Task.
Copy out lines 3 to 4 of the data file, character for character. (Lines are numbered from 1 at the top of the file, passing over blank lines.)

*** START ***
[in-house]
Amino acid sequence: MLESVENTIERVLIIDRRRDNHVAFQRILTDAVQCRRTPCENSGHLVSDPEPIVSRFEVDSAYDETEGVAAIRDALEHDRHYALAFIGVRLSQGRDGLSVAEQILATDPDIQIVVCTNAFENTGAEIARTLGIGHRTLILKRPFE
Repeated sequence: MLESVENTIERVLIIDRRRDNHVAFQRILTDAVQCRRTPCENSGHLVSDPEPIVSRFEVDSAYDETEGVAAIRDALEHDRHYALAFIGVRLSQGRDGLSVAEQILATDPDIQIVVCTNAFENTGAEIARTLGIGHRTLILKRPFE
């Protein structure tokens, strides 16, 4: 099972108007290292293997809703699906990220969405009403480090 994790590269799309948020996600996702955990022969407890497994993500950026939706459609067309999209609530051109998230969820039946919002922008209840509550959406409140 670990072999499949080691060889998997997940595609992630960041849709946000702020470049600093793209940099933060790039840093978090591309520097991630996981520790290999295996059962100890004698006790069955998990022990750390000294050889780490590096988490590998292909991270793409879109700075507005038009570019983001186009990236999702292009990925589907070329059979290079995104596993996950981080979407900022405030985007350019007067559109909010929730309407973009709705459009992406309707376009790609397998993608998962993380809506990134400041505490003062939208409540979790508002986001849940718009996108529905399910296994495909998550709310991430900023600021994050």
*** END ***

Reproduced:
Repeated sequence: MLESVENTIERVLIIDRRRDNHVAFQRILTDAVQCRRTPCENSGHLVSDPEPIVSRFEVDSAYDETEGVAAIRDALEHDRHYALAFIGVRLSQGRDGLSVAEQILATDPDIQIVVCTNAFENTGAEIARTLGIGHRTLILKRPFE
């Protein structure tokens, strides 16, 4: 099972108007290292293997809703699906990220969405009403480090 994790590269799309948020996600996702955990022969407890497994993500950026939706459609067309999209609530051109998230969820039946919002922008209840509550959406409140 670990072999499949080691060889998997997940595609992630960041849709946000702020470049600093793209940099933060790039840093978090591309520097991630996981520790290999295996059962100890004698006790069955998990022990750390000294050889780490590096988490590998292909991270793409879109700075507005038009570019983001186009990236999702292009990925589907070329059979290079995104596993996950981080979407900022405030985007350019007067559109909010929730309407973009709705459009992406309707376009790609397998993608998962993380809506990134400041505490003062939208409540979790508002986001849940718009996108529905399910296994495909998550709310991430900023600021994050």